Toyota has launched the second-generation hydrogen-powered Mirai sedan in an extended demonstration program that will see 20 of the cars leased by pioneering organisations and businesses.
Toyota Australia vice president for sales, marketing and franchise operations Sean Hanley said Toyota firmly believed hydrogen fuel cell technology could play a key role in reducing vehicle emissions.
"When we launched the Prius hybrid 20 years ago we started a drive towards helping reduce emissions from our vehicles through a process of electrification," Mr Hanley said.
"Today we offer hybrid powertrains in seven vehicle lines and we have sold more than 200,000 Toyota hybrids over the past two decades.
"With the introduction of the zero-emission Mirai FCEV and its use by pioneering organisations, Toyota is continuing that journey as we aim to achieve zero emissions from our vehicles by 2050."
The new Mirai is being offered on a 36 month/60,000km lease contract costing $1750 per month for three years which includes fuel.
The launch of the new Mirai follows a small-scale trial program initiated in 2018 with 10 examples of the first generation Mirai.
Those trials were conducted in collaboration with local Melbourne councils and utility companies with the cars refuelled from a mobile hydrogen refueller.
With the new generation Mirai launched in Japan late last year and the development of Victoria's first permanent hydrogen production and refuelling facility at the Centre of Excellence in Altona, Toyota Australia has launched a larger demonstration program importing 20 examples of the new car.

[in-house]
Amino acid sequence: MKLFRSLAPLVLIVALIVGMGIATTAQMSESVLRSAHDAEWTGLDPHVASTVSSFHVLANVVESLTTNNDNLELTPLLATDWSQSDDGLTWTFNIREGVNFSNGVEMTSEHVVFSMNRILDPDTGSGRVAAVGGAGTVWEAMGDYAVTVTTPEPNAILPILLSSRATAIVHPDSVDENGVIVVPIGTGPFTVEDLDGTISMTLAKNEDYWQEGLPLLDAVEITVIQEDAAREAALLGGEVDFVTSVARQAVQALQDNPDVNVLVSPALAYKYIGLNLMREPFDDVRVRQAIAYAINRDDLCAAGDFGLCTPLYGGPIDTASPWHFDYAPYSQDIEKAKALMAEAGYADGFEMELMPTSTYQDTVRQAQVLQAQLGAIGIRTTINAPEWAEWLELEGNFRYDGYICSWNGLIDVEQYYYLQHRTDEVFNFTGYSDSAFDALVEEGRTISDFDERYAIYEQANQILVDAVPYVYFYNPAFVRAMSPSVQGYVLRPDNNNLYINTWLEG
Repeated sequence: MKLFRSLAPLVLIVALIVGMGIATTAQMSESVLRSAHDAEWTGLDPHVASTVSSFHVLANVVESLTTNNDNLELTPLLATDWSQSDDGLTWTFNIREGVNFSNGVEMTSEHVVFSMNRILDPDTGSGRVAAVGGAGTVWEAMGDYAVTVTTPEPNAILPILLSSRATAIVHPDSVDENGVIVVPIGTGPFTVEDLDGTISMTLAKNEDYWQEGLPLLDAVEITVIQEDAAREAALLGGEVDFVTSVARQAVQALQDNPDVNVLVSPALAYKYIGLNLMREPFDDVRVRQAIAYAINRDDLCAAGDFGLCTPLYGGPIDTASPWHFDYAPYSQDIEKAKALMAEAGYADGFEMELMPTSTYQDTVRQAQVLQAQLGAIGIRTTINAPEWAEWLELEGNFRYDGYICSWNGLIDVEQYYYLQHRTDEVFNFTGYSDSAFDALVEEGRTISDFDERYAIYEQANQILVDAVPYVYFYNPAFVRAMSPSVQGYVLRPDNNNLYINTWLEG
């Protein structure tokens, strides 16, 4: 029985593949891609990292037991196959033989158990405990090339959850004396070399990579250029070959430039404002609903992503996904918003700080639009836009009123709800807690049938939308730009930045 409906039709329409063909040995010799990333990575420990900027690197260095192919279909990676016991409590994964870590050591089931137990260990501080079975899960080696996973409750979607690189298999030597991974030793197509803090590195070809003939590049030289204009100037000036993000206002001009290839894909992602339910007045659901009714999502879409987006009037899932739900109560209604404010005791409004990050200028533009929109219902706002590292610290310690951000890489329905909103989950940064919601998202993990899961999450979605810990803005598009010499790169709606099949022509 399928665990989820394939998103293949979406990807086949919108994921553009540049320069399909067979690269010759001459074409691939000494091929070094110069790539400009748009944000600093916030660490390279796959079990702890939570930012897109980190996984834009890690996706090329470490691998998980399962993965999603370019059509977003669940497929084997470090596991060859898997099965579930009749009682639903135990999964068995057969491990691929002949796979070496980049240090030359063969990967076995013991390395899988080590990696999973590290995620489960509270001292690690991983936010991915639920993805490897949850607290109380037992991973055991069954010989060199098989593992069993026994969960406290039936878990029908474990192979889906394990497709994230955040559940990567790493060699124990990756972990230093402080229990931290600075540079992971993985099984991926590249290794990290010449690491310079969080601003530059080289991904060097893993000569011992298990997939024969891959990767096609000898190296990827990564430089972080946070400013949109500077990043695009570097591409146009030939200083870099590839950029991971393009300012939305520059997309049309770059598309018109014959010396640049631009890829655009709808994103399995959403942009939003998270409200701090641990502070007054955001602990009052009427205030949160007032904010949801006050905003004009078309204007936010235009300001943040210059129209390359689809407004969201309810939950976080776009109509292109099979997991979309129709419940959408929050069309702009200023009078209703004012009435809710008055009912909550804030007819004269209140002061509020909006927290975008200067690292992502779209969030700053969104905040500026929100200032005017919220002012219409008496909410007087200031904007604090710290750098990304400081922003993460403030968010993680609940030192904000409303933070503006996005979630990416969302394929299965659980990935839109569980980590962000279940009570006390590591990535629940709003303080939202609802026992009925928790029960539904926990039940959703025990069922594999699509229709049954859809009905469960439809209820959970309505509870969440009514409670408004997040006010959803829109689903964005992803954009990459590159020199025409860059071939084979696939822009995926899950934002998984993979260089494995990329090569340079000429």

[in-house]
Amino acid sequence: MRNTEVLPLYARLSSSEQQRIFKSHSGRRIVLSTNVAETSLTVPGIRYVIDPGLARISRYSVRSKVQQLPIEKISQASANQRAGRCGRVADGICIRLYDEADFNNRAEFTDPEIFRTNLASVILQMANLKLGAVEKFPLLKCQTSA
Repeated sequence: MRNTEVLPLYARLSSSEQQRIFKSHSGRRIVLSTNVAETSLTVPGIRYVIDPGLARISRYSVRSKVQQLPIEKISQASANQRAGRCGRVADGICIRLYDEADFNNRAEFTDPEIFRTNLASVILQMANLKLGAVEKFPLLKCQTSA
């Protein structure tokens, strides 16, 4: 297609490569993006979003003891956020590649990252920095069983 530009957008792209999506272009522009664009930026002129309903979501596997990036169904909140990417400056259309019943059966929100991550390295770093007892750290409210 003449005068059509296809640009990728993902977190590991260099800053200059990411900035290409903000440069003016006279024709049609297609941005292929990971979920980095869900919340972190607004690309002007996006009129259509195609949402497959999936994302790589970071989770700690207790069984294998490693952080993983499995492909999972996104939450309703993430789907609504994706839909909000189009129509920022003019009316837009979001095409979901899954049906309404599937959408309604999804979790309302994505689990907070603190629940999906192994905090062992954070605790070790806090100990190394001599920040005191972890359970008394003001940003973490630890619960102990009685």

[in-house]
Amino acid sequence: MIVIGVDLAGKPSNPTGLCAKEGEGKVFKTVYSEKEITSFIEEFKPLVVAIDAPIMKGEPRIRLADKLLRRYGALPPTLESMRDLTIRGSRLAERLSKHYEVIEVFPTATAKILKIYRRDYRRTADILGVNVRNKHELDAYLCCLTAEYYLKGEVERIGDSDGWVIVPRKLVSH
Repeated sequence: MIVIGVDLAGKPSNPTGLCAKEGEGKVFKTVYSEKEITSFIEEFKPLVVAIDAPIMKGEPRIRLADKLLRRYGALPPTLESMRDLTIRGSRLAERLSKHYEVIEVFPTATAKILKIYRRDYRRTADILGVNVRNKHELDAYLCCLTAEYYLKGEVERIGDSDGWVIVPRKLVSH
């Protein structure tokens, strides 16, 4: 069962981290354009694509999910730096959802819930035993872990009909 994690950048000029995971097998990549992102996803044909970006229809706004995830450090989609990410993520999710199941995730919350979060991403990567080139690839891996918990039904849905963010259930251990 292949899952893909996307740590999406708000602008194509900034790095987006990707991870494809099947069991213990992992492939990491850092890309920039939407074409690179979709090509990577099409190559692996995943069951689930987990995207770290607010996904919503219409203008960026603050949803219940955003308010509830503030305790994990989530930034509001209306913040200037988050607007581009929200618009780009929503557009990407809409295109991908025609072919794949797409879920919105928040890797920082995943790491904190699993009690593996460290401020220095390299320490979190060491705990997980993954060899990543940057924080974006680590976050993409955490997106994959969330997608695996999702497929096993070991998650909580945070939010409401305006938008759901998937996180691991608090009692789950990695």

The new Mirai is a five-seat, rear-drive four-door sedan that uses an advanced hydrogen fuel cell powertrain that generates zero carbon emissions.
At the heart of the car is an advanced fuel cell powertrain that comprises a 128 kilowatt fuel cell stack, three compressed hydrogen tanks, a lithium-ion battery and integrated electric motor and rear transaxle.
Mounted under the bonnet, the 128kW fuel cell stack draws in air that is purified and fed into the fuel stack where the oxygen combines with hydrogen in a chemical reaction to produce electrical energy, with water vapour as the only emission.
The hydrogen is stored in three carbon fibre reinforced plastic (CFRP) tanks that have a combined capacity of 5.6kg giving the Mirai a range of about 650km.
Electrical energy generated by the fuel cell stack is fed to either the battery that is mounted behind the rear seat or directly to the electric rear-drive motor, depending on requirements.
Toyota Australia has predicted it will be able to offer the Mirai to mainstream consumers in as little as two years despite limited refuelling infrastructure.
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